By Pamela Dozois

Contributing Writer

Valley residents Bob Scarpati and Don Civeralo have returned from the World Championship & USHA Four-Wall Nationals Handball Competition in Minneapolis, where they competed in the 75- and 80-year-old age groups.

More than 750 handballers from the United States, Mexico, Japan, Ireland, Germany, Equador, Australia and Canada, ranging in age from 9 to 90, vied for world championships in their age and gender brackets from Aug. 9-19. The next tournament will be three years from now in Ireland.

Scarpati brought home a medal by finishing second in the 80s doubles division.


Bob Scarpati and Don Civeralo play handball with friends at the Marriott two to three times a week.

“This tournament was the 30th anniversary of my first win at the Worlds in 1988 in Melbourne, Australia,” Scarpati said. “This is only the second time I have been to the Worlds — the first time was 30 years ago. Everybody likes to play and win, but if you play well it’s very satisfying.”

Scarpati finished second in the 80s doubles match and lost in the quarter finals in singles in the 80s division. Civeralo missed a medal when he lost in the semifinals in the 75s division, but he says he had a great time anyway.

“It felt good to win,” said Scarpati. “I had to take off eight years because of my knees, so I’m trying to make a comeback. So far, so good.”

Handball has been around for centuries. It is known as the oldest game played with a ball, though it has never had a formal world championship until relatively recently. The sport is thought to have been brought to the United States by Irishman Phil Casey in 1872.

Scarpati and Civeralo have been playing each other for nearly 50 years. They play two to three times a week at the Marriott in Buellton.

Scarpati started playing handball when he was a kid in Brooklyn.

“Handball is a life sport. The thing that makes it so nice at the Worlds is that there are age divisions, so you can keep competing throughout your life,” Scarpati said. “My body is a wreck. I’ve had two new knees and lots of shoulder injuries, but I just love this game. You make friends all over the world. I’ve played in Canada, Ireland, Australia, and numerous states in the U.S. over the years. It’s an addictive game.”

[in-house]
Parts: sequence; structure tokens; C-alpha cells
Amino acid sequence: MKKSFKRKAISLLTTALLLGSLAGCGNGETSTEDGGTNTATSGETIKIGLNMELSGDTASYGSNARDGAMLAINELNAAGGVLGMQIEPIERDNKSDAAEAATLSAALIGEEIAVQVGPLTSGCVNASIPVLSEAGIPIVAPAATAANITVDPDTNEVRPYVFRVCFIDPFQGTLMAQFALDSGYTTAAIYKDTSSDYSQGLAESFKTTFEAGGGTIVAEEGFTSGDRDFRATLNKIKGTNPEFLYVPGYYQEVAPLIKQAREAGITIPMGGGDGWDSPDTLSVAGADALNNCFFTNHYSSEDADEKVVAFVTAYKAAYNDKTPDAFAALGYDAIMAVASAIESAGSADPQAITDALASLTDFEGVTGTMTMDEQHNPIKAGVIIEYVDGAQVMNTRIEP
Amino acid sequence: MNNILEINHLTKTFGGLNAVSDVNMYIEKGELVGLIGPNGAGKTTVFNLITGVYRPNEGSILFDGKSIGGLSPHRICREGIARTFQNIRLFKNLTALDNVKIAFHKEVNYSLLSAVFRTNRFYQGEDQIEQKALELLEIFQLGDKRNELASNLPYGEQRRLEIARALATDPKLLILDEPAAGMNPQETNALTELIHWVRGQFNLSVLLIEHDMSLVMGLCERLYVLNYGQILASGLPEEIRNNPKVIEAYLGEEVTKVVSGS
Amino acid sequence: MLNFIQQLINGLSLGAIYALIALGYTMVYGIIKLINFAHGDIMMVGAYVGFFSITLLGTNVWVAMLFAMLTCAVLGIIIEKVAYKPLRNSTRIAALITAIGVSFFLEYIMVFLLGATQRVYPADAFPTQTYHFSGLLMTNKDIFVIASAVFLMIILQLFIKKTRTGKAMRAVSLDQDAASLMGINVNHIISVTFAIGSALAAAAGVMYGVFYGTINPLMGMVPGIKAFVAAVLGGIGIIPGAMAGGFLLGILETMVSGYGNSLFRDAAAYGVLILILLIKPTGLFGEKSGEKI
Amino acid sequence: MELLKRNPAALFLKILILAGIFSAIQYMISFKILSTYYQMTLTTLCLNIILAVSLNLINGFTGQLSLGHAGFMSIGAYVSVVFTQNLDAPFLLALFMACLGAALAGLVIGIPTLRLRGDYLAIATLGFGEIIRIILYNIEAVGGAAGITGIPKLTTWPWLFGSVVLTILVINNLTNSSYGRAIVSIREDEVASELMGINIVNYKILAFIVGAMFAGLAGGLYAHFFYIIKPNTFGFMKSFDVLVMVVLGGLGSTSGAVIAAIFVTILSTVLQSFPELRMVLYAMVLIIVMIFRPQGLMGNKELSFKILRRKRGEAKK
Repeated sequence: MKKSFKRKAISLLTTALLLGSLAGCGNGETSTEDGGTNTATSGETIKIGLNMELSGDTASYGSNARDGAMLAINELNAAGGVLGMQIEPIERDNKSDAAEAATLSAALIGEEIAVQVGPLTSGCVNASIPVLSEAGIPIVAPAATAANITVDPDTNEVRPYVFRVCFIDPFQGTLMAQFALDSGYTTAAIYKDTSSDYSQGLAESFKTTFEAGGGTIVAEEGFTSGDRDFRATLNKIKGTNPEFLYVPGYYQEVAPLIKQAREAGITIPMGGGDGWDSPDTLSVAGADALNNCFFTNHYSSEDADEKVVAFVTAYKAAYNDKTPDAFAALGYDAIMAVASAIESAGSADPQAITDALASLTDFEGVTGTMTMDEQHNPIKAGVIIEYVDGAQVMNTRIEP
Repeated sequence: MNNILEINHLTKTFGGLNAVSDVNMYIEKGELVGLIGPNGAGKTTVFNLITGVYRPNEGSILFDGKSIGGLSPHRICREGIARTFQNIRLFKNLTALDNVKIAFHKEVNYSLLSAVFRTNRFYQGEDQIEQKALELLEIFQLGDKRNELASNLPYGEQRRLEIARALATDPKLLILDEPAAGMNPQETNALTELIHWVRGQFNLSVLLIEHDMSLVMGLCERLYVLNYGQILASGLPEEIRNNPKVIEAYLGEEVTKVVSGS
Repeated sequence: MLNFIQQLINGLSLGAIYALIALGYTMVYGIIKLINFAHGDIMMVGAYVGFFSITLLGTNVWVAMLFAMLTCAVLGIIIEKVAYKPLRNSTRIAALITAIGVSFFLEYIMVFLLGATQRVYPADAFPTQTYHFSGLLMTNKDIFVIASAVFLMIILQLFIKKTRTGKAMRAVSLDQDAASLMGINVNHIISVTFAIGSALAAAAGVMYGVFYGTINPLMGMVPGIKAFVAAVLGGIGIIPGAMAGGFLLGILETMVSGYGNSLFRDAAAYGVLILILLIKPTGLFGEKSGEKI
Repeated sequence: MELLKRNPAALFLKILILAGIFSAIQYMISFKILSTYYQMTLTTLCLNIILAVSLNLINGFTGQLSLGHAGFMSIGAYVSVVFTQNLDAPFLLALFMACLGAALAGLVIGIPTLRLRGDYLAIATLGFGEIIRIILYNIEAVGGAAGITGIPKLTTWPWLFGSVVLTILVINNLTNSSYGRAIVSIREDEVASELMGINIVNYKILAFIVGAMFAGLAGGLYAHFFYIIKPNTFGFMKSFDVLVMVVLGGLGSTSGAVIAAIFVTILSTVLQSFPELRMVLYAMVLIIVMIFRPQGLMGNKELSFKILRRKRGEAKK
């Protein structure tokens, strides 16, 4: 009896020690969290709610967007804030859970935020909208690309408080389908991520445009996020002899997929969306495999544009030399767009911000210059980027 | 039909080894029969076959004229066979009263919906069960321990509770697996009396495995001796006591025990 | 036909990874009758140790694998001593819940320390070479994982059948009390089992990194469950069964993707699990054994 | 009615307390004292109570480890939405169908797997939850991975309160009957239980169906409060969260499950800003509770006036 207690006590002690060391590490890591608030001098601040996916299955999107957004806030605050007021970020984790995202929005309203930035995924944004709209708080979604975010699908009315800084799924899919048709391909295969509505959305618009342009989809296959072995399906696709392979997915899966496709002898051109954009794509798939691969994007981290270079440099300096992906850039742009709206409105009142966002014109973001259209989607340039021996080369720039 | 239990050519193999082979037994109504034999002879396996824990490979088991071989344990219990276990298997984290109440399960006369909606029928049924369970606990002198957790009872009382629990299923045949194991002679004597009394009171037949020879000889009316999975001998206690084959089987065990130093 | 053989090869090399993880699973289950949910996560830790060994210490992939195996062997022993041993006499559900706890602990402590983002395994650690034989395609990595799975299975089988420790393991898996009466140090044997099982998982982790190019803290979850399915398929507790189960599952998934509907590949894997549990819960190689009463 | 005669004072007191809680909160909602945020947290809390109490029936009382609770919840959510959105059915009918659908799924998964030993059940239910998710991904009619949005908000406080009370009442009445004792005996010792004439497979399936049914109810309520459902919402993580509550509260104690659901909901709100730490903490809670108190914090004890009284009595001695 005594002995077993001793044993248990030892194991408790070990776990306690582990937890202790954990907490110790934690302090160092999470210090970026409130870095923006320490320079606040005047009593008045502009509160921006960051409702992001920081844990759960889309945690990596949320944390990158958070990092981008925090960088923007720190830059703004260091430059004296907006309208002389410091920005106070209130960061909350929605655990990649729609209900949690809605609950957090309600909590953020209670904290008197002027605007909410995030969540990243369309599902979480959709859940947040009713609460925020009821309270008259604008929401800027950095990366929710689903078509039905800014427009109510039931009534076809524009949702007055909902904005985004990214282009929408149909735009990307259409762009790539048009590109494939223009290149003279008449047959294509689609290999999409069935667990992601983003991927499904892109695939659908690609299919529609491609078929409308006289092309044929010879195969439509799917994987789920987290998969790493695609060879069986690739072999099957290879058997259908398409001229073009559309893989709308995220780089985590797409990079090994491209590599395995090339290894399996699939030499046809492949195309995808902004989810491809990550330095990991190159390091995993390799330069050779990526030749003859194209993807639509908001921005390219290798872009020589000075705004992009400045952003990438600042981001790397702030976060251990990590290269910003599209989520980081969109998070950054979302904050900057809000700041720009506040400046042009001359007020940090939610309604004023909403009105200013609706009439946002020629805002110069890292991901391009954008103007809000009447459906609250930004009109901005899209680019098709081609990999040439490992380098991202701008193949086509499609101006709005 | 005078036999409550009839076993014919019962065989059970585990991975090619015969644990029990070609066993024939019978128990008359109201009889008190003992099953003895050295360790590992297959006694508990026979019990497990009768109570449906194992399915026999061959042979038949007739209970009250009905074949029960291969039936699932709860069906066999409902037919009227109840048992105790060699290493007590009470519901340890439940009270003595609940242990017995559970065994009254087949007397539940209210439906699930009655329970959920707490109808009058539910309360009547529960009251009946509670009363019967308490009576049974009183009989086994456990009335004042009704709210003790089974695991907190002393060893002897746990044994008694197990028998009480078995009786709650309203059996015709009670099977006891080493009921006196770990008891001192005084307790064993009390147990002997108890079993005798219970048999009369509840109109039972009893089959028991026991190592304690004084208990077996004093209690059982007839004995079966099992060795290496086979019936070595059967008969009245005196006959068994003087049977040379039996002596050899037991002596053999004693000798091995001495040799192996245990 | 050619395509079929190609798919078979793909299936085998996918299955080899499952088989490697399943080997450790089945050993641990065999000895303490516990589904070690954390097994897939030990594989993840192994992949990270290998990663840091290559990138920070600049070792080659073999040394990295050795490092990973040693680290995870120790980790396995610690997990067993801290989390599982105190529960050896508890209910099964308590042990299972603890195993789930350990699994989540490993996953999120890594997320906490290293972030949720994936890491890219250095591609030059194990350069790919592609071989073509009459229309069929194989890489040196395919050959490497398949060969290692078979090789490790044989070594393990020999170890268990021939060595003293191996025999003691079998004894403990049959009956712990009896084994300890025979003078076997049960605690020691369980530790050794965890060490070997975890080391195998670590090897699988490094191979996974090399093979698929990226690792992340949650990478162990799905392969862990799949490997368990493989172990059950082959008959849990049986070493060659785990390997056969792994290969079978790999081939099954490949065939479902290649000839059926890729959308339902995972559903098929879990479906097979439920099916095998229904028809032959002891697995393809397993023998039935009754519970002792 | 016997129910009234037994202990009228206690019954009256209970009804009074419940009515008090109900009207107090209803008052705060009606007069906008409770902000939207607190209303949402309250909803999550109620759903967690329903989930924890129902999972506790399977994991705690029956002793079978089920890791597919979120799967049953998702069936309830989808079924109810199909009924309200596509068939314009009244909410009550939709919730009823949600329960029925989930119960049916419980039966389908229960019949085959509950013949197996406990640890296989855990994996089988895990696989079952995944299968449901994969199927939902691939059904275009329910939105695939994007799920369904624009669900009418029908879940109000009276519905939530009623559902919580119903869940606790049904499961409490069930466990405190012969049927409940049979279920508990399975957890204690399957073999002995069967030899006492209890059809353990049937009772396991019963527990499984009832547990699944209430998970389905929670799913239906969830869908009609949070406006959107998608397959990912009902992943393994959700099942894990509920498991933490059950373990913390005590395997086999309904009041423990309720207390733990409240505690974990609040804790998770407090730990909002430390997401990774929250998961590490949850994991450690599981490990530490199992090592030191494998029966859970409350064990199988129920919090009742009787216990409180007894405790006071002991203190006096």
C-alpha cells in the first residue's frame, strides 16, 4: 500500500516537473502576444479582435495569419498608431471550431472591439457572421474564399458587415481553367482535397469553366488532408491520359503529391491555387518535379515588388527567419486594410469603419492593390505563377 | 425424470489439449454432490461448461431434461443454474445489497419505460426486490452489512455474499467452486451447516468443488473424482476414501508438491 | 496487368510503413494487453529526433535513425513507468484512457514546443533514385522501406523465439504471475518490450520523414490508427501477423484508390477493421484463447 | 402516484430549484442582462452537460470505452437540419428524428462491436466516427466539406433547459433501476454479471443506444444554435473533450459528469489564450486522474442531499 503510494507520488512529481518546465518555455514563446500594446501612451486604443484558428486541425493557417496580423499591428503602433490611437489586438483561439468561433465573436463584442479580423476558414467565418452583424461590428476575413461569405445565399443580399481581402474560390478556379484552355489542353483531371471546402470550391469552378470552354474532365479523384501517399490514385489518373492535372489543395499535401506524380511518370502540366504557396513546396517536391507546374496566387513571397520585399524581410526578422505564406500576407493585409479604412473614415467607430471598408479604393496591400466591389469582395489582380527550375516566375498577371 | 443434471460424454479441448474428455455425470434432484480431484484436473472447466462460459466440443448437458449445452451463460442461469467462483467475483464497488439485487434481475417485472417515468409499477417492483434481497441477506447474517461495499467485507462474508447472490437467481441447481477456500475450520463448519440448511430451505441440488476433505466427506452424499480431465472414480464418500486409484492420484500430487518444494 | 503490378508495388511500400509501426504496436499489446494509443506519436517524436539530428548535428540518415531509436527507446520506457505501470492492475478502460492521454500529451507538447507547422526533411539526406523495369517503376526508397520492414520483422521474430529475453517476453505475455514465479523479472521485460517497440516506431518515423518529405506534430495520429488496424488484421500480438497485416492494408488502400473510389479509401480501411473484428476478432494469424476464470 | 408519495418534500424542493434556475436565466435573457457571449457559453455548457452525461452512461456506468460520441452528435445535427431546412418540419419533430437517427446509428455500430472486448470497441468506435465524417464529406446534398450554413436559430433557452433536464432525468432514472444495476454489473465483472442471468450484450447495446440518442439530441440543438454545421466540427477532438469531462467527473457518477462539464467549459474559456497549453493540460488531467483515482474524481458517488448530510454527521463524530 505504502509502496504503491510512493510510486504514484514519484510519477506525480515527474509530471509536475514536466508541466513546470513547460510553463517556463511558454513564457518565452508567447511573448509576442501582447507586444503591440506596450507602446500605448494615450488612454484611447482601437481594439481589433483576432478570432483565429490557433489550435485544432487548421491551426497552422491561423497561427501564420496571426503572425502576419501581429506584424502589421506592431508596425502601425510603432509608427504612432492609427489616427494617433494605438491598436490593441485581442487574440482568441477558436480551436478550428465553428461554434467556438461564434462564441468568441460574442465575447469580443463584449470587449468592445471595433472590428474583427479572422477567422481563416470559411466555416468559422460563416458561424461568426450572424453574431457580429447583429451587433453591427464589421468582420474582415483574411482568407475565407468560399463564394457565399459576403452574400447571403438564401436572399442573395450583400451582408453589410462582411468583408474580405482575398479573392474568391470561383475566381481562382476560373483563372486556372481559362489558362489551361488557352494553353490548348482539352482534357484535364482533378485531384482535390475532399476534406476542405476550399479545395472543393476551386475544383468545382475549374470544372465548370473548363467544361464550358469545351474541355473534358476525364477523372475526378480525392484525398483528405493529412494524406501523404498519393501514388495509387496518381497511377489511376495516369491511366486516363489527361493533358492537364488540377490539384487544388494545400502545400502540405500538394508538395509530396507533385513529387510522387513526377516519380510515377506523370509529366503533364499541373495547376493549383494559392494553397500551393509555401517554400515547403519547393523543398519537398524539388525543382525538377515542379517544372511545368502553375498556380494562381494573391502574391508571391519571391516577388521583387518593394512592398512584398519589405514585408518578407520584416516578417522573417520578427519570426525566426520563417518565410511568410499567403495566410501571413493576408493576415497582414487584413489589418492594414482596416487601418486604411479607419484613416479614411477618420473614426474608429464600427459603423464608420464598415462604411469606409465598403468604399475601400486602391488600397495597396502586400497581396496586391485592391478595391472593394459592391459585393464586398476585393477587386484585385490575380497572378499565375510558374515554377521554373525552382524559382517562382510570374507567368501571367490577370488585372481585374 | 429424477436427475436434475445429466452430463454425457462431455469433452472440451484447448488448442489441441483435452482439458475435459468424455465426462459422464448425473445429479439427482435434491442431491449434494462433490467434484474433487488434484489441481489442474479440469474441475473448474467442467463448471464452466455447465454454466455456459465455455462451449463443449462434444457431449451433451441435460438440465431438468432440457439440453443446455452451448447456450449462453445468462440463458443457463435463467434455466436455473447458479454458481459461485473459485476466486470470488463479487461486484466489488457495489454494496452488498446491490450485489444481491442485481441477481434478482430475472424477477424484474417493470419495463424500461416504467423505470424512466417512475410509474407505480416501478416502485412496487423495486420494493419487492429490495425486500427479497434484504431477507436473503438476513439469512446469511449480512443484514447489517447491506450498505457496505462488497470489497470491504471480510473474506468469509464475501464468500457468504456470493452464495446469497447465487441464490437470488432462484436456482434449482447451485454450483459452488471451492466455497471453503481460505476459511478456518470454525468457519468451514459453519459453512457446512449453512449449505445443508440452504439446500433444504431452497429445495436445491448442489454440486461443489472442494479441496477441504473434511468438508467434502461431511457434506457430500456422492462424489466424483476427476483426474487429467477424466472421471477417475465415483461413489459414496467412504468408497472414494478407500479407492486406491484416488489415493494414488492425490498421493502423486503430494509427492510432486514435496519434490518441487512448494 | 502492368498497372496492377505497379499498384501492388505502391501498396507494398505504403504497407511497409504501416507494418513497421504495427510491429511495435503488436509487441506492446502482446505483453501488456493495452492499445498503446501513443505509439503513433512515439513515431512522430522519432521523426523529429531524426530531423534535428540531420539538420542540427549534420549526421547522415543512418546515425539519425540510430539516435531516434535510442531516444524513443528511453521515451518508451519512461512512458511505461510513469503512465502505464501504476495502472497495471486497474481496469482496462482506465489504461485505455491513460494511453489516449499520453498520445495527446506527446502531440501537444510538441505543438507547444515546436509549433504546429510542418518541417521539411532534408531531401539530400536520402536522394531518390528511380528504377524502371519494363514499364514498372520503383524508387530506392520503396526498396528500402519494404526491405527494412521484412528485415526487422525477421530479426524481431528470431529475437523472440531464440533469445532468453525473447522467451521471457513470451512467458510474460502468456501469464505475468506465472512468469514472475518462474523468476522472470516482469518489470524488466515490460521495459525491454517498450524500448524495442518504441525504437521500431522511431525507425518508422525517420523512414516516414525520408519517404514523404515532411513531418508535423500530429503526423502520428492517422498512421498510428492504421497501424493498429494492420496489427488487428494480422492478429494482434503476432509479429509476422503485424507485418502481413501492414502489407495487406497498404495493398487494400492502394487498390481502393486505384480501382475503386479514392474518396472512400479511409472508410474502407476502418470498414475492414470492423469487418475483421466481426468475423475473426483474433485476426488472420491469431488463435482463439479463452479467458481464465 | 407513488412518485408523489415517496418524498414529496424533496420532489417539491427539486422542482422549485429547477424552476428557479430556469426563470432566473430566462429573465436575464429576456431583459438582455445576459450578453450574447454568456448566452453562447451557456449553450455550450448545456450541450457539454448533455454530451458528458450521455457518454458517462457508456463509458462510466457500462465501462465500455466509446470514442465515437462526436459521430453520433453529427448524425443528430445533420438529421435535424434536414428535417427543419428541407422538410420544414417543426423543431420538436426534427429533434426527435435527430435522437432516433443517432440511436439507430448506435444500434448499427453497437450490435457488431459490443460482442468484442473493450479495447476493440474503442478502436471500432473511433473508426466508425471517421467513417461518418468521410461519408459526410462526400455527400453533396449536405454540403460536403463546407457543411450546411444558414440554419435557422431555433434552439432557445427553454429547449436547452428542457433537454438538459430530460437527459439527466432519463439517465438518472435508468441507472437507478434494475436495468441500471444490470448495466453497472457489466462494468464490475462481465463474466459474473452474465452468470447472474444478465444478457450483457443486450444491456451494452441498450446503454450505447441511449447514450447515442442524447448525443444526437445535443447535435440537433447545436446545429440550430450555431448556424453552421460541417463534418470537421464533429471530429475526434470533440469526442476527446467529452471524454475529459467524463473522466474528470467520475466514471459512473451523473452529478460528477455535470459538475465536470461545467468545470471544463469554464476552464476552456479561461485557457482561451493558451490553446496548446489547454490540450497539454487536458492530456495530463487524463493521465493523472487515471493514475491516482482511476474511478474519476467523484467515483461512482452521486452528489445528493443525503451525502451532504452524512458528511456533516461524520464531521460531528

Civeralo started playing in college in 1962. A college friend introduced the game to him and, he said, “it just stuck with me.”

“This is my first Worlds Tournament,” said Civeralo. “I’ve played in the Nationals and state tournaments in California, Arizona and Minnesota, among others.

“Handball is a very symmetrical sport. You have to be ambidextrous in moves and swings to be good at this game. I know no other sport that requires that skill and dexterity. Maybe gymnastics. There are lots of angle shots.

“Like Bob, I’ve had two knee replacements and a pin in my shoulder. It’s just from swinging at the ball with force – more times than you should have. But after healing, you just go back to the game. It’s a real addictive sport and not one that I plan on giving up any time soon,” said the 76-year-old Civeralo.

“Unfortunately, there is only a small pool of players in this area,” Scarpati added. “When you play with many people you get to see different styles and different shots. You learn by watching others and by getting beaten.”

“The Marriott Hotel has the only handball court in the Santa Ynez Valley. There is one in Santa Maria and one in Santa Barbara but there are no players. There used to be over 60 players in Santa Barbara. Now there are only six guys,” Civeralo said.

“It’s a very long learning curve to learn to play handball, and people don’t want to spend the time,” said Scarpati. “You won’t excel for a year or two and then you are just a mediocre player. If there are any people interested in taking up the sport, call us. I would love to start a youth handball program – something positive in my old age.”

Eager to get back on the court, the two hurried in to meet two friends who were waiting to play them.

“I thought the World Handball Tournament was a blast, replete with talented, determined and committed handball competitors from many countries,” said Rebecca Christenson, Civeralo’s partner who attended the tournament. “My sister even encouraged her single friends to take in a match to meet some ‘good guys’ because she was so impressed by their friendliness and athleticism. My sister, alas, thinks handball players are the cat’s meow. Hence, Don is much revered.”

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